The ex utero intrapartum treatment (EXIT procedure) involves partial delivery of the infant and maintenance of uteroplacental circulation long enough to secure the airway and provide potentially lifesaving interventions (bronchoscopy, tracheostomy, cannulation for ECMO) based on the condition of the neonate. It was initially used for patients diagnosed with congenital diaphragmatic hernias in utero, but is now used for neonates with congenital heart disease, teratomas, cystic hygromas, and other pathology.
Unlike Caesarean sections, in which excess uterine relaxation is to be avoided, for the EXIT procedure uterine relaxation should be maximal (facilitates delivery; maintains fetal DO2; provides anesthesia for the fetus). Usually this is accomplished with 2-3 MAC of volatile anesthetic. This may lead to uterine atony and hypotension, the former of which may be reduced via the use of a uterine stapling device and immediately reducing the volatile anesthetic agents and bolusing oxytocin after the cord is clamped (as well as starting an oxytocin infusion, and keeping methergonivine (0.25 mg), carboprost (250 µg), and calcium immediately available and the latter of which may require administration of significant pressors (bearing in mind that low uterine vascular resistance is essential). Uterine blood loss can be substantial.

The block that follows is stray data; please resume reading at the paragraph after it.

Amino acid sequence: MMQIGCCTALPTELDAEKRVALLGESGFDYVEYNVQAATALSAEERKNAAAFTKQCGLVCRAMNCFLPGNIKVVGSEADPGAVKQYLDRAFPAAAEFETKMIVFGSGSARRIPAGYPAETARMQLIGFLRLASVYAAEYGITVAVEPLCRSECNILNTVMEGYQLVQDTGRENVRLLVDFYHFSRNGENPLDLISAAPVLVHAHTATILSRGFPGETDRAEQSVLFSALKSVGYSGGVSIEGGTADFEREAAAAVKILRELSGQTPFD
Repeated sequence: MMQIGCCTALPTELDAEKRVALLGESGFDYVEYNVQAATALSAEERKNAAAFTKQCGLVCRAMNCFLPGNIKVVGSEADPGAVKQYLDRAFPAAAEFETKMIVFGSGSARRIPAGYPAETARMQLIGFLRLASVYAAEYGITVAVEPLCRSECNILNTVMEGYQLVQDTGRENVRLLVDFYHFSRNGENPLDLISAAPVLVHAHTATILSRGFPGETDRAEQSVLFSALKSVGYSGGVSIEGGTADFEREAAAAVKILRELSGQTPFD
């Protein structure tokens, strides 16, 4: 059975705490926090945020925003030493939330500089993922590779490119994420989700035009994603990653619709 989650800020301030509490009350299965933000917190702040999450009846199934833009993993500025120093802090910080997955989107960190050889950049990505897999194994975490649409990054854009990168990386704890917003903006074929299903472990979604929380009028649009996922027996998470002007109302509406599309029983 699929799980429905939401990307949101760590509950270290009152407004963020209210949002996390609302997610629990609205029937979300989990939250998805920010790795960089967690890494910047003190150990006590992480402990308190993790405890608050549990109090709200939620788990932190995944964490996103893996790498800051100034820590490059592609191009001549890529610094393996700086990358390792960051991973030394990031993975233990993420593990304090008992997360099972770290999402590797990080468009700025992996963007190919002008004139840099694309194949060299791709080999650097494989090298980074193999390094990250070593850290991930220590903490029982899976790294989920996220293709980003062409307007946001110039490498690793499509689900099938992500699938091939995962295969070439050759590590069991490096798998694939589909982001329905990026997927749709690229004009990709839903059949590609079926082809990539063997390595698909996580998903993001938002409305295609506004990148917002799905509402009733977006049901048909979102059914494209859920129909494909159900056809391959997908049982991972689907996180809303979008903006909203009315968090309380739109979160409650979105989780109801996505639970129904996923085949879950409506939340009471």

- General anesthesia with 2-3 MAC to facilitate uterine perfusion
- Favor ephedrine over phenylephrine (also to facilitate uterine perfusion)
- After cord clamping, immediately lower volatile levels and bolus oxytocin